Tech’s response continues to say that the chairperson of the Virginia Tech Review Panel commended Delaware State on a timely response. It then emphasizes with bold font that the timelines of the two events, measured in minutes, are nearly
Dolores Stafford, a nationally recognized expert on Clery Act enforcement whom Tech brought in as a consultant, wrote in a letter attached to the university’s response that she did not believe Tech violated the federal regulations. She conducted a survey and concluded only 25 percent of universities were issuing timely warnings within one hour
Carter responded that a widespread lack of compliance does not relieve Tech of liability.
“Their defense is right that most other institutions were not issuing warnings in that time frame,” Carter said. “The report from Dolores Stafford says that about a quarter of institutions in 2006 were working within that one-hour time frame. But just because a majority of institutions were not up to speed with the 2005 guidelines, doesn’t mean that wasn’t the law.”
Mulhare said the regulations were not clear about enforcement in situations such as Tech’s, and hopes the response’s arguments will alter the agency’s view of Tech’s actions.
“They demonstrate that there is an appearance that the Department of Education is trying to apply a standard that didn’t exist at the time of the incident,” Mulhare said.
Carter said he was not aware of any other universities that were being reviewed because of violations during that time. He acknowledged a point Stafford made that, “if the events of that day had ended with the two murders in West Ambler-Johnston, it is likely that Virginia Tech would not be responding to this inquiry from the Department of
“The fact that there were consequences from the time frame — that is, quite frankly, why the department took this case,” Carter said.
The example being set through Tech’s case could further advance what Mulhare called the “proliferation” of alert systems similar to Tech’s emergency notification plan. Tech has implemented text message alerts, classroom LED signs and a desktop alert widget since the shootings.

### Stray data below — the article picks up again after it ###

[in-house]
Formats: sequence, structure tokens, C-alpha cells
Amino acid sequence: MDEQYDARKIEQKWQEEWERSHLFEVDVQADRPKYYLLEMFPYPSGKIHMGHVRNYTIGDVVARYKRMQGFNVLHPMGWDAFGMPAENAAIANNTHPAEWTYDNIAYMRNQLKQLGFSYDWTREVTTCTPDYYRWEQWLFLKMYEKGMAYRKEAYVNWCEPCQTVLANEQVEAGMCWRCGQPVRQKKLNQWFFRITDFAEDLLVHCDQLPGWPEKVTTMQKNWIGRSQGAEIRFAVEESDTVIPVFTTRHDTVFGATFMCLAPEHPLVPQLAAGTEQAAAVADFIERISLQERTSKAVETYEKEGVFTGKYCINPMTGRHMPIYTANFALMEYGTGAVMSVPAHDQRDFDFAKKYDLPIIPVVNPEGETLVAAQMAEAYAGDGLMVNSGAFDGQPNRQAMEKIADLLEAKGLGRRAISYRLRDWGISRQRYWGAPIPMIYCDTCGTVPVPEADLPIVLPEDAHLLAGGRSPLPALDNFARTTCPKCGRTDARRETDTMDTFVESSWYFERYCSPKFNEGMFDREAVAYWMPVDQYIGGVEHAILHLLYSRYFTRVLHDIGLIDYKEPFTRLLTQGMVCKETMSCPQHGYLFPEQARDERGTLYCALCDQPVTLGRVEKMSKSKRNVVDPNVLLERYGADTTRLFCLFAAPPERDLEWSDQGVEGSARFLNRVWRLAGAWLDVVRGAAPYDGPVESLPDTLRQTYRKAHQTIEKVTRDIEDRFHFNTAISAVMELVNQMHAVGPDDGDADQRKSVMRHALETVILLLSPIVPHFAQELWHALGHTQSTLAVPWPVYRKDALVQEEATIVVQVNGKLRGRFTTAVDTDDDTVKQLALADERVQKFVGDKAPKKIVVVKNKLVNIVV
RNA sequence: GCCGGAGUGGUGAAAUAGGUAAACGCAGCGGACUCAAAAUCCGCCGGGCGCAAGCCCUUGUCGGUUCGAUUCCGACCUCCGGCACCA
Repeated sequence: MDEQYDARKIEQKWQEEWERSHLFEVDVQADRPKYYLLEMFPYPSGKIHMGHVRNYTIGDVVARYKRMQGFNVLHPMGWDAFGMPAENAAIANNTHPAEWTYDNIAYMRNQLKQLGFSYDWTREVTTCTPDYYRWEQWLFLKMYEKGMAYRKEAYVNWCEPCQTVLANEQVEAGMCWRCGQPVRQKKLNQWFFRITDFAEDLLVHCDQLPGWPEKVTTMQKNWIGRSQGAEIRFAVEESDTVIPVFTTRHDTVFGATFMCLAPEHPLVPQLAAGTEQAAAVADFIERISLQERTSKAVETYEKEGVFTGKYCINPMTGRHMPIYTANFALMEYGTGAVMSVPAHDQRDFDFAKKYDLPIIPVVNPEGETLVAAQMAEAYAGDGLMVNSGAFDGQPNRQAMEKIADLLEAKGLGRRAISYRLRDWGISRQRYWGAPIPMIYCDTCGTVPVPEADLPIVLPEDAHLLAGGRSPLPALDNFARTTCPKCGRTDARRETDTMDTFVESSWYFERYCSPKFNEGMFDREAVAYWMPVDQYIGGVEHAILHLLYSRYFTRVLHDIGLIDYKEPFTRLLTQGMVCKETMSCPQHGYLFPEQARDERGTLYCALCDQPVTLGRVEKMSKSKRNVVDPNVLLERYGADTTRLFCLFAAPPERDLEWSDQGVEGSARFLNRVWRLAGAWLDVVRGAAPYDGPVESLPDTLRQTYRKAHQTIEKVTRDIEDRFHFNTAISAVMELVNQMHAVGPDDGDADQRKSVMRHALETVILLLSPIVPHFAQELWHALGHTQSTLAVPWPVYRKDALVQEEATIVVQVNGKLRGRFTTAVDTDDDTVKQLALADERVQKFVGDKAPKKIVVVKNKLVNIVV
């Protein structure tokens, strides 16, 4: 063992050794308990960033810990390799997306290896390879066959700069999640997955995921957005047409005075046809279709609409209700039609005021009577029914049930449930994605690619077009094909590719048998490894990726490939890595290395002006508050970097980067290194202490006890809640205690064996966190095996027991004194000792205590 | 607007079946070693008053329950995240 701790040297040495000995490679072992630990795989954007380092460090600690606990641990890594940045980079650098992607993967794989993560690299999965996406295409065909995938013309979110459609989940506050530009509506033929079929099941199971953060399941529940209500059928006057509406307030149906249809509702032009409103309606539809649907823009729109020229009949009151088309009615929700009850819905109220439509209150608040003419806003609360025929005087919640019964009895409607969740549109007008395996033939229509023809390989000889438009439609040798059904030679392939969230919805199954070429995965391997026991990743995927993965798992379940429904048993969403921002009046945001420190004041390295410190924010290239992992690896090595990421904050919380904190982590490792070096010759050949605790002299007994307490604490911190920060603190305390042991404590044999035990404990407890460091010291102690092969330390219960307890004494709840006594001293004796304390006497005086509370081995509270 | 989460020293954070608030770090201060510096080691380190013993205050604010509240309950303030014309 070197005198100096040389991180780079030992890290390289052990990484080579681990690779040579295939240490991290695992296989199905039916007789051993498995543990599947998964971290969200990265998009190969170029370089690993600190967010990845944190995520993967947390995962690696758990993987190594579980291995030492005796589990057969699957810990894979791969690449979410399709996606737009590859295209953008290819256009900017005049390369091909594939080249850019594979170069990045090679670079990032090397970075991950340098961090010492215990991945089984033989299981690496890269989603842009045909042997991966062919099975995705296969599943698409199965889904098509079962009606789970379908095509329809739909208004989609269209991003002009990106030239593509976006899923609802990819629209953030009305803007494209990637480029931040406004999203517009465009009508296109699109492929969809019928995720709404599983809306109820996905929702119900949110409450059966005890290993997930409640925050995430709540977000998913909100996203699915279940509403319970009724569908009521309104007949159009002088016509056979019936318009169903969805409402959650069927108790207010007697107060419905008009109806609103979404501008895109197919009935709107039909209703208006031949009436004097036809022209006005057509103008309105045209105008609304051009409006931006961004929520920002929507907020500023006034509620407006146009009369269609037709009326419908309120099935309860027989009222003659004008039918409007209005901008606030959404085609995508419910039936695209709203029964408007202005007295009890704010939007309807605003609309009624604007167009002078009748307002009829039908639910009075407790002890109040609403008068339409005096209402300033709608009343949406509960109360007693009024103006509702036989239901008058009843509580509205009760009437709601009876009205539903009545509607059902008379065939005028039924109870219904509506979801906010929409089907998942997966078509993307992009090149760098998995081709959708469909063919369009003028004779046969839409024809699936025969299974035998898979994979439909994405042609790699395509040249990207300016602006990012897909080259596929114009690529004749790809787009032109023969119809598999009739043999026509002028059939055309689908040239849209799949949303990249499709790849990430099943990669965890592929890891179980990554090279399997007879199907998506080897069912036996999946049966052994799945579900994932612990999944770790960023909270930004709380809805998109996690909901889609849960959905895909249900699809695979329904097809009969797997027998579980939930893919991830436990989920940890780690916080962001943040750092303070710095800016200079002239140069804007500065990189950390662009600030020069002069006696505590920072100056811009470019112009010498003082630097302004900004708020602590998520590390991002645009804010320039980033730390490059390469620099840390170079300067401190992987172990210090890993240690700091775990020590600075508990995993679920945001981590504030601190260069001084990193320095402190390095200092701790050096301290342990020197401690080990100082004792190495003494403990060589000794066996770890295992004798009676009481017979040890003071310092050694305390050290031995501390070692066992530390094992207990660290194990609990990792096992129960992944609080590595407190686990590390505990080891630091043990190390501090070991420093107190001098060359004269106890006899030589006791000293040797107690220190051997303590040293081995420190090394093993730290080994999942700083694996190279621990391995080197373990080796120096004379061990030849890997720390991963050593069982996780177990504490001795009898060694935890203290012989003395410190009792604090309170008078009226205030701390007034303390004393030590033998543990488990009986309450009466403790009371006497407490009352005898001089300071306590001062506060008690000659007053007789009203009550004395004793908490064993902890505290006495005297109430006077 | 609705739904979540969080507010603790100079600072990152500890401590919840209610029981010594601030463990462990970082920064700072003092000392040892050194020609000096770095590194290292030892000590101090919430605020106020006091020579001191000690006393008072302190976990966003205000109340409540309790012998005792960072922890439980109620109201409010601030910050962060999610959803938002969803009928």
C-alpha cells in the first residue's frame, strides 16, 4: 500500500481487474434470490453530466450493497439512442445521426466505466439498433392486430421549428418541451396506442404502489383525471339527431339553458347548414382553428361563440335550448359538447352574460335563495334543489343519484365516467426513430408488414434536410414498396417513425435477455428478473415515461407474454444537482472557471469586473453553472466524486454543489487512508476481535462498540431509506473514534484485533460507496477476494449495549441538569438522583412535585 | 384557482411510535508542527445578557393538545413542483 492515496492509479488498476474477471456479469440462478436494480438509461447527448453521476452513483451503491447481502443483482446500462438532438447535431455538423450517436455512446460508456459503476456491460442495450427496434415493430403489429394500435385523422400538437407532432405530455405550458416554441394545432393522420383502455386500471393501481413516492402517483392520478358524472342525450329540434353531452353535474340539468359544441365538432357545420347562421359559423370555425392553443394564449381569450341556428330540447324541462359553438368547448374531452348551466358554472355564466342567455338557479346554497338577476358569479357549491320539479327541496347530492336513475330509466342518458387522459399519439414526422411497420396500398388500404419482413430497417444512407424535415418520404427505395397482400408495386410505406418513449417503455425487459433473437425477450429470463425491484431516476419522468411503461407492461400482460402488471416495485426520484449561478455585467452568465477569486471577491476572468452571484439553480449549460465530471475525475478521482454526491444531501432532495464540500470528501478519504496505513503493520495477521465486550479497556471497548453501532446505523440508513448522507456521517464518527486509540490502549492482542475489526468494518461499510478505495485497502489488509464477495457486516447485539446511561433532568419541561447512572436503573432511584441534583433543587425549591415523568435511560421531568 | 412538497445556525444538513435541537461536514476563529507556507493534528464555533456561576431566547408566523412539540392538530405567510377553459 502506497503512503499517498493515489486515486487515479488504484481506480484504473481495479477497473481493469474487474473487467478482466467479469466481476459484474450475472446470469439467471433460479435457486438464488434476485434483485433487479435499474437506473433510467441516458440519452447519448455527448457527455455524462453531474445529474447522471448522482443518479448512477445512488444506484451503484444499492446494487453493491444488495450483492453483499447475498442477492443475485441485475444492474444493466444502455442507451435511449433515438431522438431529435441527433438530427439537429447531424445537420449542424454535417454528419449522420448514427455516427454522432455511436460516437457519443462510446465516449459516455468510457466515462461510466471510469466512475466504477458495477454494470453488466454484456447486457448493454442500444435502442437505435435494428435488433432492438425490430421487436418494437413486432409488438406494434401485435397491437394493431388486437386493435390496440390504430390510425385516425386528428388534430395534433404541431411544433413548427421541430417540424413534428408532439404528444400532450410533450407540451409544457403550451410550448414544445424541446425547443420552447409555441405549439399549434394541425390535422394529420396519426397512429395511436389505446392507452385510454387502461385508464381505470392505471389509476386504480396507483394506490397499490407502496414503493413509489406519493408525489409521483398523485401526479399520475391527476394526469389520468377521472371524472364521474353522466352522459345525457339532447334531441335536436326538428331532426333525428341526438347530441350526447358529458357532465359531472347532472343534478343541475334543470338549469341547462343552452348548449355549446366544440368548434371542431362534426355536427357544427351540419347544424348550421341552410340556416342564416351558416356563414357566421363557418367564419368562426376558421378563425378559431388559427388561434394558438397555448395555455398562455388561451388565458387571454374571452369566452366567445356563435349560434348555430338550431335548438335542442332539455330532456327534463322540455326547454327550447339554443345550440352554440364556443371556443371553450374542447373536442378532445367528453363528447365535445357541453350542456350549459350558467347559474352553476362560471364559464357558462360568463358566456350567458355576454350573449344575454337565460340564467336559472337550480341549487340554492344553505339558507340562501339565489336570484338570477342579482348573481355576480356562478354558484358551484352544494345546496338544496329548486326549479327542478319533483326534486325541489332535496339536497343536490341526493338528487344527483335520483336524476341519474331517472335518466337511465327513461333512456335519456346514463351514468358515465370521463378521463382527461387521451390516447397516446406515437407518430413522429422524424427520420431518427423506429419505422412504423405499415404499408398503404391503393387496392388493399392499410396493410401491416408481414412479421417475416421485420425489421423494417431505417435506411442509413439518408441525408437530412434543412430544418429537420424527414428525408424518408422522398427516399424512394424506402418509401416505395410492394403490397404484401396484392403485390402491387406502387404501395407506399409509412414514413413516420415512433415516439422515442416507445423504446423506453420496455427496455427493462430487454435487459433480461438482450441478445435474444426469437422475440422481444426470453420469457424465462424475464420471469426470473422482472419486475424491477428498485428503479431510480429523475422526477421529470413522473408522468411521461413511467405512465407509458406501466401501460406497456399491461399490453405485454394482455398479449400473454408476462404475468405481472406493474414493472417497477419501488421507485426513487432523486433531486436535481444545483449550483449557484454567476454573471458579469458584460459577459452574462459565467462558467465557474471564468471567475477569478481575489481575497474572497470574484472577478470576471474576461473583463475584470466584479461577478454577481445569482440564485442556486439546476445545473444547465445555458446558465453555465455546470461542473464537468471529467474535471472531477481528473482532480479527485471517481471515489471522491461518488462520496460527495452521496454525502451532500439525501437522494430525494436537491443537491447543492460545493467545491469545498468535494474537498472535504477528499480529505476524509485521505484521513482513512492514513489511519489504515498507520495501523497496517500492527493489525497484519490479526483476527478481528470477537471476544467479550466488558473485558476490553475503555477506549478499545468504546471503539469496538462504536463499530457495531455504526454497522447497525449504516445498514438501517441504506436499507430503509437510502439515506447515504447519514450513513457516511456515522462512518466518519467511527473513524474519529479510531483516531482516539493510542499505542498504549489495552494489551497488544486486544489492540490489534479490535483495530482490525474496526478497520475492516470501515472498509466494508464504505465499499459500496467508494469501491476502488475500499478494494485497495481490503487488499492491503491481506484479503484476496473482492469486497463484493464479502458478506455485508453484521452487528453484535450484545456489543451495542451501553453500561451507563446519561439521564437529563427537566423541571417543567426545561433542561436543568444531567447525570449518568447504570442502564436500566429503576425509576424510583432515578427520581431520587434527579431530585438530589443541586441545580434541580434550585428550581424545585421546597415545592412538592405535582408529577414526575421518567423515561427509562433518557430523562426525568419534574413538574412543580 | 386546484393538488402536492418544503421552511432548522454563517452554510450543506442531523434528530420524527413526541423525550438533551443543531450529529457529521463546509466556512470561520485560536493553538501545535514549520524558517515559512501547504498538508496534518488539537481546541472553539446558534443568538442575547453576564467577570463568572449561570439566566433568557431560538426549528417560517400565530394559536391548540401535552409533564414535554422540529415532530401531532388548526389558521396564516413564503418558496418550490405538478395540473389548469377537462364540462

Another point in the university’s response argues Tech officials could not have known the threat level that existed on April 16.
The university letter to the Department of Education said that, “there are many instances in which the Department did not benefit from having all pertinent facts or university operational procedures.”
Mulhare’s response goes on to say that Tech “disputes many of the initial findings of the DOE concerning timely warnings and application of policy.”
“It is the university’s positions that Virginia Tech complied with the Clery Act during the events that occurred on April 16, 2007,” Mulhare wrote.
“DOE’s determination that Virginia Tech’s warning was not timely and inadequate is based on DOE’s knowledge now that a threat existed on April 16, 2007,” the response said. “However, in context, this finding does not fit the known facts early in the morning on April 16, or the law that existed at the time.”
The response claims Tech’s reaction to the initial shootings in WAJ, which occurred around 7:15 a.m. and eventually left both victims dead, was appropriate given the known information. The first warning to the campus community was sent
at 9:26 a.m.
“The potential danger to the campus community was considered,” the response said. “The evidence at the crime scene presented as an act of targeted violence. The crime scene was evaluated by experienced, trained and nationally accredited law enforcement professionals from three jurisdictions (VTPD, Blacksburg Police Department and the Virginia State Police).”
Carter said the policy group, which was a collection of university officials making decisions on warnings, may have believed the suspect had left campus, but they could not have been sure.
“Could anybody have foreseen that 30 more murders would have been perpetrated? No,” Carter said. “But that’s not the point. Was it reasonably foreseeable that an unknown attempted murder suspect at large might have another target? That was a reasonable assumption.”